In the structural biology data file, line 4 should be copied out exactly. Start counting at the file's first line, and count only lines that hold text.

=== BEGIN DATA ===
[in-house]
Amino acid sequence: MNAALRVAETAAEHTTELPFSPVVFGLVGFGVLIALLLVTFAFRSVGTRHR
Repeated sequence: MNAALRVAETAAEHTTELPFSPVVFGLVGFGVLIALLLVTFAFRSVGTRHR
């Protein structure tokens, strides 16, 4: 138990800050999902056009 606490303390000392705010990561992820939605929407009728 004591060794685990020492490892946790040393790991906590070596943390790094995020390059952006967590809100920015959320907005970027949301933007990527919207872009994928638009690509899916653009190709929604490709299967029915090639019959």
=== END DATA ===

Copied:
């Protein structure tokens, strides 16, 4: 138990800050999902056009 606490303390000392705010990561992820939605929407009728 004591060794685990020492490892946790040393790991906590070596943390790094995020390059952006967590809100920015959320907005970027949301933007990527919207872009994928638009690509899916653009190709929604490709299967029915090639019959």